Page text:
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Official DOS fan reaction thread: part 5 - POST YOUR REVIEWS HERE

Altaira
Superuser / Moderator


Dec 15 2013, 11:07pm

Post #1 of 12 (1031 views)
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Official DOS fan reaction thread: part 5 - POST YOUR REVIEWS HERE Can't Post

Please post your general movie reviews here. Also, if your review has fallen off the board (highly likely as fast as things are moving), please feel free to re-post it so we can keep discussing it.

Thanks! Smile

Part 4

Part 3

Part 2

Part 1



Koru: Maori symbol representing a fern frond as it opens. The koru reaches towards the light, striving for perfection, encouraging new, positive beginnings.



"Life can't be all work and no TORn" -- jflower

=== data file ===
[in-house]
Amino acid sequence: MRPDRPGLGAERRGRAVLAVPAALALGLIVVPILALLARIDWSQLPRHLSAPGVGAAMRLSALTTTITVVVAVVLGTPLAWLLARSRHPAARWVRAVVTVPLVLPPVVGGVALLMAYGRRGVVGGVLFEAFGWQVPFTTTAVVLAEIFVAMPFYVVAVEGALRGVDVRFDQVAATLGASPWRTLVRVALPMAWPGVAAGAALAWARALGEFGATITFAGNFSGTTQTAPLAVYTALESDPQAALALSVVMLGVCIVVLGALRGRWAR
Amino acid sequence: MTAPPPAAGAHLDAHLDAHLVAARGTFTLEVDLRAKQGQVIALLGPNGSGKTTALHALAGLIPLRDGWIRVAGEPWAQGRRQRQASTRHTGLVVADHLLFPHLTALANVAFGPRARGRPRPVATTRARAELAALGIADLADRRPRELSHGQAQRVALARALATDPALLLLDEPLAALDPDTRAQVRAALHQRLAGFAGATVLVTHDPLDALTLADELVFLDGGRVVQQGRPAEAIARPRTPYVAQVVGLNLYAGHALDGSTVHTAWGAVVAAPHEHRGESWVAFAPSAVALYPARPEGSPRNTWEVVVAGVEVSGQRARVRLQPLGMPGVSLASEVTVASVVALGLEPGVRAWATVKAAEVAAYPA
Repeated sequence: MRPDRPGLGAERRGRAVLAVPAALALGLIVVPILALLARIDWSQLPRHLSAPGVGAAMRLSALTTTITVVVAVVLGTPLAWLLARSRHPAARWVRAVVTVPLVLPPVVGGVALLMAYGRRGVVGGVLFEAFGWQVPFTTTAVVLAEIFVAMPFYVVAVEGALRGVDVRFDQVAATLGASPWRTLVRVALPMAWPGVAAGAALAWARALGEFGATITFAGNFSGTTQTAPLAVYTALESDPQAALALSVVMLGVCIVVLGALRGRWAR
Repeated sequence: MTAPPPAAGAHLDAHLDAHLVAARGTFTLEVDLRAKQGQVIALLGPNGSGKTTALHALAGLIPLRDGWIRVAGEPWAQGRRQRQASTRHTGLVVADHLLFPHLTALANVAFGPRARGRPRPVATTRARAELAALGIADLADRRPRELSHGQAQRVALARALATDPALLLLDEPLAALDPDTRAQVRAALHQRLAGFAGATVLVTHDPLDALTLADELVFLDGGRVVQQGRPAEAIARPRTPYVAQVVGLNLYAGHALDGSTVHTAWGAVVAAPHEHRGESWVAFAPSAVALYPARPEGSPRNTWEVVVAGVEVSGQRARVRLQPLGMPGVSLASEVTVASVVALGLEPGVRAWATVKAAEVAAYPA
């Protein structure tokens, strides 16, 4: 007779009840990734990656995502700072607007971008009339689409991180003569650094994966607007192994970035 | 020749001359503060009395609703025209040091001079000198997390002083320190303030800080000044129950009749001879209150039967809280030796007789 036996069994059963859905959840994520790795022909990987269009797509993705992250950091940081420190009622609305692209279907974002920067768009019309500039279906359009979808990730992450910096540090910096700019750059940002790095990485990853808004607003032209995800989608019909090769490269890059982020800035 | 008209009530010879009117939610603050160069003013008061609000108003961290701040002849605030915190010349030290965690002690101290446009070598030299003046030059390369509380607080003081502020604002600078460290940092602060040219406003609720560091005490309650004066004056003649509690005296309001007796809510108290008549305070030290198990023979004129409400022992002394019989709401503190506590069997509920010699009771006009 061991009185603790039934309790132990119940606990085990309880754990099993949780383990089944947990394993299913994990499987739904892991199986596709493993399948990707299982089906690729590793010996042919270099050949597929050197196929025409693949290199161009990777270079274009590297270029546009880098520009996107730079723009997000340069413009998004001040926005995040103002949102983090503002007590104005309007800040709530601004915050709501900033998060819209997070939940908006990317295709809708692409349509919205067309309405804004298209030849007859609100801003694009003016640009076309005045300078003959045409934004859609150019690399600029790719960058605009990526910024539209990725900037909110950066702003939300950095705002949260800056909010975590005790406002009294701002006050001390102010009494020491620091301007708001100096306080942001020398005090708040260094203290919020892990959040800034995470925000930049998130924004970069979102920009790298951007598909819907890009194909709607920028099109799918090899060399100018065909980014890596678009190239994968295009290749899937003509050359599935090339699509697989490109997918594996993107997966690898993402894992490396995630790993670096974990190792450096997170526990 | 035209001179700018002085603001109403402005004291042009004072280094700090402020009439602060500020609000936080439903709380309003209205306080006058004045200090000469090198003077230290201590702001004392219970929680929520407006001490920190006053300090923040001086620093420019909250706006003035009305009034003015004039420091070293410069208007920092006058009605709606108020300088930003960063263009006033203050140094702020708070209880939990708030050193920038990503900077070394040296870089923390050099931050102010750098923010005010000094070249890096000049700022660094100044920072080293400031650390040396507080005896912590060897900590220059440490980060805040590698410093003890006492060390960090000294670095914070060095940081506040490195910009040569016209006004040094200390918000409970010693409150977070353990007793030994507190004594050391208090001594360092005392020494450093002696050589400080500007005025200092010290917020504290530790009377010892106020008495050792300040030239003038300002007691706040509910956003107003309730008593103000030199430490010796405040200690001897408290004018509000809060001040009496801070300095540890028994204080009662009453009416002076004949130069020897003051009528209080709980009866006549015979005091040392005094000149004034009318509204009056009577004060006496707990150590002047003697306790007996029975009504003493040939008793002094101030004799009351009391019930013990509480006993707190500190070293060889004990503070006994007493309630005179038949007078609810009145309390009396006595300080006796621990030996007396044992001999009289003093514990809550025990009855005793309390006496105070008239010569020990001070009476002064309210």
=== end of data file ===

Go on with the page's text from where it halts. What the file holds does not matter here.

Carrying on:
"I take a moment to fervently hope that the camaradarie and just plain old fun I found at TORn will never end" -- LOTR_nutcase





(This post was edited by Altaira on Dec 15 2013, 11:08pm)


m.summers343
Bree

Dec 15 2013, 11:18pm

Post #2 of 12 (477 views)
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I must say... [In reply to] Can't Post

After seeing it a second time, I did like it MUCH more than my first viewing. I still think there are some things I would've done better either way.

-The beginning is far too rushed... needed some more slow parts in there to let the film breathe.
-The Tauriel and Kili scenes are laughable. I don't mind the scene in Thranduil's Halls and the scene in Laketown would've been much better if they didn't make Tauriel glow. She looks ridiculous.
-The ending. I really don't understand what they were thinking. Can anyone tell me what is the benefit of having this film end on a cliff hanger and keeping the Dragon alive to the next film? They should have just killed Smaug off and have the film end with the destruction of Laketown. It would have wrapped the film up nice a neatly with a pretty bow on top. Instead the film just films incomplete. It feels like there is no story to this film.